Biography26 May 2010 08:49 am
A new edition of The Intellectual Devotional, this time with a focus on Biographies, will be available online and in stores on May 11. (Click here to pre-order your copy.) As the release date approaches, “The Devoted Intellect” blog will introduce and expand on material from that book. Today’s entry on “Ivar the Boneless” draws from the “Leaders” section of the Biographies edition.
Ivarr Ragnarsson, nicknamed Ivar the Boneless, was a Danish or Swedish Viking chieftain and by reputation also a berserker (Norse warriors who reportedly fought in a nearly uncontrollable, possibly drug induced, trance-like fury). Unsurprisingly, every Viking historian worth his or her salt has a theory about the origins of Ivar’s unusual nickname. Some have suggested “boneless” was a euphemism for impotence (doubtful) or even a snake metaphor (he had a brother named Snake-Eye). However, it seems unlikely that the famous Ivar earned his epithet from his less illustrious brother, thank you very much. Still others have opined that his moniker might have referred his impressive physical flexibility, and that his “limberness” might have given rise to the popular notion that he was “boneless.”
A few historians have enlivened this debate with their convincing theory that the signs and symptoms of Ivar’s condition, as described in the Scandinavian sagas, are consistent with the etiology of osteogenesis imperfecta (OI). More commonly known as “brittle bone disease,” osteogenesis imperfecta is a dominant congenital disorder that causes extremely fragile bones, and is most frequently caused by defect in the gene that produces type 1 collagen, an important building block of bone. Thus, people with OI are extremely susceptible to fractures.
In 1949, the Dane Knud Seedorf published “Osteogenesis imperfecta: A study of clinical features and heredity based on 55 Danish families,” where he wrote:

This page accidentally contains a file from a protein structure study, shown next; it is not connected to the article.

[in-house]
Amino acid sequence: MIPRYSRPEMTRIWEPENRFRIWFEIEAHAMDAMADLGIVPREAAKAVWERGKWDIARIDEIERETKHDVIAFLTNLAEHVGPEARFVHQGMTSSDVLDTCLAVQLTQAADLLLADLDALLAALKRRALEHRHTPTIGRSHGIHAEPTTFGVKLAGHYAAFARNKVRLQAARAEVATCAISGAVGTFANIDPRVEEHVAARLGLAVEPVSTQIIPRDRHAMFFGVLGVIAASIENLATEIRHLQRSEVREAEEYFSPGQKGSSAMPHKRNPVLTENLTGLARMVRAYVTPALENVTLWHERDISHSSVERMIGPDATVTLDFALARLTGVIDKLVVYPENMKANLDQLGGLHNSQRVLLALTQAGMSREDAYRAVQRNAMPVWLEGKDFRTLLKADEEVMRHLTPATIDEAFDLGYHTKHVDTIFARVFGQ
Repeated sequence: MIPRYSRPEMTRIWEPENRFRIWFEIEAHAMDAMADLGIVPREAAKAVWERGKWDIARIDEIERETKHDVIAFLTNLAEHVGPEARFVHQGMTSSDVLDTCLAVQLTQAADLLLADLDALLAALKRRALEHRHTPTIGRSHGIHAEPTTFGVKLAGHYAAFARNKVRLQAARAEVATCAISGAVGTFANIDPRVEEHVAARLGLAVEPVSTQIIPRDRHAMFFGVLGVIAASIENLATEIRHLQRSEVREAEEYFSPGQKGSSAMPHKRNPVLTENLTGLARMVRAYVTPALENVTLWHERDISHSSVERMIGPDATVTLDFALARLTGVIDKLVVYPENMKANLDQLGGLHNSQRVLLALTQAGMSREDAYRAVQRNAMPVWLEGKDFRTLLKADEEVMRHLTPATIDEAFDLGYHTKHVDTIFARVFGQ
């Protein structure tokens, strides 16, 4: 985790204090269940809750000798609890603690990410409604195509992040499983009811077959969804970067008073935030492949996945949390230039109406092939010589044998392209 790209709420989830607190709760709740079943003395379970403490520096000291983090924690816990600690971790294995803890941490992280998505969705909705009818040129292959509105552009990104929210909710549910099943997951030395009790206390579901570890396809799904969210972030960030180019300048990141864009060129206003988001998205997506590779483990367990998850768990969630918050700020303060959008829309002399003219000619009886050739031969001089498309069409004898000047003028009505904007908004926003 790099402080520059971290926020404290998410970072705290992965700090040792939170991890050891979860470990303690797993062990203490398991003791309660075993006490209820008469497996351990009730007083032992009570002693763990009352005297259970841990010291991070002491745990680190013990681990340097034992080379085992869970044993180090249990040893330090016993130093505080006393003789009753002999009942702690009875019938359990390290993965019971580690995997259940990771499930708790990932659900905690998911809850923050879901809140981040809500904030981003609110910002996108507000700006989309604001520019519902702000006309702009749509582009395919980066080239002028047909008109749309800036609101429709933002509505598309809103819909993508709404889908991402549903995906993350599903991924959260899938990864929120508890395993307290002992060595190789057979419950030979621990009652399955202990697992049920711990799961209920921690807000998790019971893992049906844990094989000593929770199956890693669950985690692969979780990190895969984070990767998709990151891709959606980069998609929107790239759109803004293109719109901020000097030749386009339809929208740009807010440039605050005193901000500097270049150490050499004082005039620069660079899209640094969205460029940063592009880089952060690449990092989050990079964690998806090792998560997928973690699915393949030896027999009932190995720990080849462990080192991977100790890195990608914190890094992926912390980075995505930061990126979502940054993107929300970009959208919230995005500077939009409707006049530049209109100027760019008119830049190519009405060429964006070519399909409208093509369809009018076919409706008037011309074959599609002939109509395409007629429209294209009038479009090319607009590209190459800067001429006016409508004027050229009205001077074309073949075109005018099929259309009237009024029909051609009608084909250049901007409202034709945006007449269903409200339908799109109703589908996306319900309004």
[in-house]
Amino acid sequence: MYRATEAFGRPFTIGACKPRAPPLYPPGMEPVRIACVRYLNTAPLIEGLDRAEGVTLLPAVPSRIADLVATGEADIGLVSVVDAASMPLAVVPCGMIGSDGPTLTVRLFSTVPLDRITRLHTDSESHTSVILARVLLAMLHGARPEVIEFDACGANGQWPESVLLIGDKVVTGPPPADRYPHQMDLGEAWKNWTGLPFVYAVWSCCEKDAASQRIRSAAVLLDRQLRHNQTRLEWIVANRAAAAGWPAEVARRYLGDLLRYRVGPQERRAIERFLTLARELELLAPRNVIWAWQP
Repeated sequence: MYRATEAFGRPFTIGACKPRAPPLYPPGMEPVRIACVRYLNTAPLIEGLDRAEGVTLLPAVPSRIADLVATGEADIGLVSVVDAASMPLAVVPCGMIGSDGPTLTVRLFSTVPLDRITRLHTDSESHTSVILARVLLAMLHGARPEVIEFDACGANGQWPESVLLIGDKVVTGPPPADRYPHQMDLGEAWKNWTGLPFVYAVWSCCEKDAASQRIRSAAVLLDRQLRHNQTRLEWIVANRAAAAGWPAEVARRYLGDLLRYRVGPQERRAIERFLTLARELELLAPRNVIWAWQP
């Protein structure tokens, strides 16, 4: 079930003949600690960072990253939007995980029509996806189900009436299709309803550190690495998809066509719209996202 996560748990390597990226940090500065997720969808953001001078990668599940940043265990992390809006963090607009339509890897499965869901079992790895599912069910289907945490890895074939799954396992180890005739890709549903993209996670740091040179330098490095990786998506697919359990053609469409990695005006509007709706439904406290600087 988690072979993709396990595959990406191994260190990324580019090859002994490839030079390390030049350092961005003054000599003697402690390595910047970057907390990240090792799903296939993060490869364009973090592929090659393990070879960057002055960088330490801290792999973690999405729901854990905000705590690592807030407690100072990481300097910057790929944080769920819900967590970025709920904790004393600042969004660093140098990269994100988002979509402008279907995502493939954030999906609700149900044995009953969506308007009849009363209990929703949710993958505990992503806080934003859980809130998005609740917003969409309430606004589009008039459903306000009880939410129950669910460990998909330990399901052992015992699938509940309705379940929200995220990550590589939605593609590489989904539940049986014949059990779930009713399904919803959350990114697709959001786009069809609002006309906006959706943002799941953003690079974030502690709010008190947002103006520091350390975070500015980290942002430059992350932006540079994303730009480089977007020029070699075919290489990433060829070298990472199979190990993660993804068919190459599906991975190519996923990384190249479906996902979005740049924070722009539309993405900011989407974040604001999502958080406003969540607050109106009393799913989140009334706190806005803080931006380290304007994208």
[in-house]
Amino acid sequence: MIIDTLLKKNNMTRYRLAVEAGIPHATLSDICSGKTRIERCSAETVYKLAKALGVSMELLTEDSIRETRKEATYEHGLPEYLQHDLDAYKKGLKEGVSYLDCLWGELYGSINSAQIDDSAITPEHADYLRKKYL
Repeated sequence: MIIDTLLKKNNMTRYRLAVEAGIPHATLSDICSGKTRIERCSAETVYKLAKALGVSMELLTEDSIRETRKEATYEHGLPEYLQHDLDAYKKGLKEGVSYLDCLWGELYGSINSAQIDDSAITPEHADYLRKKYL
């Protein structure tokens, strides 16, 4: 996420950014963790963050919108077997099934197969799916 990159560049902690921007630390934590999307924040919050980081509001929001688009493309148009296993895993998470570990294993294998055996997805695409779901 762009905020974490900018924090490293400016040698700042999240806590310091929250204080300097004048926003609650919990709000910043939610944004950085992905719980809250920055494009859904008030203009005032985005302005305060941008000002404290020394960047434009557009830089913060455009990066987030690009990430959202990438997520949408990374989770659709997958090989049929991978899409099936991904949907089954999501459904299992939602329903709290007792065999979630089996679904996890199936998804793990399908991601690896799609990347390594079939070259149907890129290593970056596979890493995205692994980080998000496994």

“Of historical personages the author knows of only one of whom we have a vague suspicion that he suffered from osteogenesis imperfecta, namely Ivar Benløs, eldest son of the Danish legendary king Regnar Lodbrog. He is reported to have had legs as soft as cartilage (‘he lacked bones’), so that he was unable to walk and had to be carried about on a shield.”
In 2003 Nabil Shaban, a disability rights advocate with osteogenesis imperfecta, made the documentary “The Strangest Viking” for British television, in which he explored the possibility that Ivar the Boneless may have had the same condition as himself. It also demonstrated that someone with the condition was quite capable of using a longbow, and so could have taken part in battle, a prerequisite for a leader in the notoriously bellicose Viking society.
As fascinating as the osteogenesis imperfecta theory is, one glaring question still remains unanswered; how did Ivar achieve such widespread fame as a warrior in Viking society if he could not even walk unassisted?
Even if he possessed a rare talent for the crossbow, the fierce Viking people valued prowess on the battlefield above all else, and it seems highly unlikely that they would allow a physically disabled person to act as chieftain. Thus, a simpler explanation for Ivar’s sobriquet seems more likely. It has been plausibly suggested that the origin of Ivar’s nickname comes from the English word “bone,” which is cognate with the German word “Bein”, meaning “leg”. The Scandinavian sagas mention that Ivar the Boneless was carried off the battlefield on a shield by his warriors, a common practice in those days. Thus, Ivar may earned the nicknamed “boneless” simply because he was frequently observed being carried off the battlefield after his many victories.
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